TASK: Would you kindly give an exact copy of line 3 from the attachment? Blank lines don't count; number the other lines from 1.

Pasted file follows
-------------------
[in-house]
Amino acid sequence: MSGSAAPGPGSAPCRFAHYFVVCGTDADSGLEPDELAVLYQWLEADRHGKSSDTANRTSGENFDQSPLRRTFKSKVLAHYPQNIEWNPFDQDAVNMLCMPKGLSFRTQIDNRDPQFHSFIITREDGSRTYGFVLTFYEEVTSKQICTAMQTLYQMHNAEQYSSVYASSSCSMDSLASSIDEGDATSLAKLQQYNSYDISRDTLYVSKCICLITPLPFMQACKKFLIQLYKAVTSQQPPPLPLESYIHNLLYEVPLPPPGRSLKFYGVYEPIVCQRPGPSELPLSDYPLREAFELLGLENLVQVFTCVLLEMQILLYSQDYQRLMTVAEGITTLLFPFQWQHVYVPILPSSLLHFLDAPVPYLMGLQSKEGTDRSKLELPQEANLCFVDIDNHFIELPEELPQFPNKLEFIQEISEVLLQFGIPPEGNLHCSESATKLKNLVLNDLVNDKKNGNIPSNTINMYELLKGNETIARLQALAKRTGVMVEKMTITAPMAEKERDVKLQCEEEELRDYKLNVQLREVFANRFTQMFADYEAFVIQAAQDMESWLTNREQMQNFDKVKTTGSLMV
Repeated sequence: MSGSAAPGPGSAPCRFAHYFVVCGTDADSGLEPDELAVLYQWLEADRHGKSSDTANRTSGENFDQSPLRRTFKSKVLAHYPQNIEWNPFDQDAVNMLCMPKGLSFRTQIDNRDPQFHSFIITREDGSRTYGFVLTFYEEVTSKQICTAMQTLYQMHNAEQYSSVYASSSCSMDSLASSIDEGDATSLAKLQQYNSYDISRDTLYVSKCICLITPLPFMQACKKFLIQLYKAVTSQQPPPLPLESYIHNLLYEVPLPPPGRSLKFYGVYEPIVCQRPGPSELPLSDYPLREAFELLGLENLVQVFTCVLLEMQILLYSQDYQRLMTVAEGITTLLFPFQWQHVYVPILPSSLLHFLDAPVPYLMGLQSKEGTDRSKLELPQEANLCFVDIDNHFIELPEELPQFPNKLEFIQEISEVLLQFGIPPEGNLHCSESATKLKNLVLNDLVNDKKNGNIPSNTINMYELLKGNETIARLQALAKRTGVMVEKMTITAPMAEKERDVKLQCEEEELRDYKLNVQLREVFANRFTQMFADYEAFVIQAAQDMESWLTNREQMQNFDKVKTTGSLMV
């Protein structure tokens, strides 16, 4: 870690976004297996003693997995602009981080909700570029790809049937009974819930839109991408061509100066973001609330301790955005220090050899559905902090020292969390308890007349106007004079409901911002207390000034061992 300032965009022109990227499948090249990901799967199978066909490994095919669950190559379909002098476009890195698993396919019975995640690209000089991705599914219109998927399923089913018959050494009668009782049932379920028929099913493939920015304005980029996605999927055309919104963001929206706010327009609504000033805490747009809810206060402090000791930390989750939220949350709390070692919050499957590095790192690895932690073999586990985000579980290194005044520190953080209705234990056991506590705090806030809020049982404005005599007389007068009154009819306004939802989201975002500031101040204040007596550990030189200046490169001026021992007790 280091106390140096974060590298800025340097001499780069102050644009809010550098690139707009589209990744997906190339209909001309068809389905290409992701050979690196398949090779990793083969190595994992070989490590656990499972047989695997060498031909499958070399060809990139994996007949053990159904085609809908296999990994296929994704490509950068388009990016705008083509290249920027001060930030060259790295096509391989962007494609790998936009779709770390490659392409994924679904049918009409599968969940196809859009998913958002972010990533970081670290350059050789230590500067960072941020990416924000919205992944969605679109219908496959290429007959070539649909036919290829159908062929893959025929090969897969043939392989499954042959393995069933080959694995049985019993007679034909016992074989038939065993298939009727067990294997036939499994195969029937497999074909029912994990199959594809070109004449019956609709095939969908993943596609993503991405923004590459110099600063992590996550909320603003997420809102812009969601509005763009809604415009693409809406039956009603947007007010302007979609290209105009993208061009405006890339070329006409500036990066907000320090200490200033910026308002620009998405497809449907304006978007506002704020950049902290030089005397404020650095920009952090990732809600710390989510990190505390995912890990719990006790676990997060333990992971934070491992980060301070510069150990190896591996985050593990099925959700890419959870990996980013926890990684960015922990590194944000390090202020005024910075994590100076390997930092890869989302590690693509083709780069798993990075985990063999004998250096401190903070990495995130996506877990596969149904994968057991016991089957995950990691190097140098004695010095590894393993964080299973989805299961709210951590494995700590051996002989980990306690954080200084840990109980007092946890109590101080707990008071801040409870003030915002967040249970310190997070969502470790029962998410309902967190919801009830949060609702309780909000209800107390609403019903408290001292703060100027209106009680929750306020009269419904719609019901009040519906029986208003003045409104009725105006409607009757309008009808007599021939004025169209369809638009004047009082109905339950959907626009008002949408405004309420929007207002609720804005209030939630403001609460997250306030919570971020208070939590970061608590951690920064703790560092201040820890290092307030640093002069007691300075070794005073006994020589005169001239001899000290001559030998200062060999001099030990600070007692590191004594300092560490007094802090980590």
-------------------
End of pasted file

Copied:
Repeated sequence: MSGSAAPGPGSAPCRFAHYFVVCGTDADSGLEPDELAVLYQWLEADRHGKSSDTANRTSGENFDQSPLRRTFKSKVLAHYPQNIEWNPFDQDAVNMLCMPKGLSFRTQIDNRDPQFHSFIITREDGSRTYGFVLTFYEEVTSKQICTAMQTLYQMHNAEQYSSVYASSSCSMDSLASSIDEGDATSLAKLQQYNSYDISRDTLYVSKCICLITPLPFMQACKKFLIQLYKAVTSQQPPPLPLESYIHNLLYEVPLPPPGRSLKFYGVYEPIVCQRPGPSELPLSDYPLREAFELLGLENLVQVFTCVLLEMQILLYSQDYQRLMTVAEGITTLLFPFQWQHVYVPILPSSLLHFLDAPVPYLMGLQSKEGTDRSKLELPQEANLCFVDIDNHFIELPEELPQFPNKLEFIQEISEVLLQFGIPPEGNLHCSESATKLKNLVLNDLVNDKKNGNIPSNTINMYELLKGNETIARLQALAKRTGVMVEKMTITAPMAEKERDVKLQCEEEELRDYKLNVQLREVFANRFTQMFADYEAFVIQAAQDMESWLTNREQMQNFDKVKTTGSLMV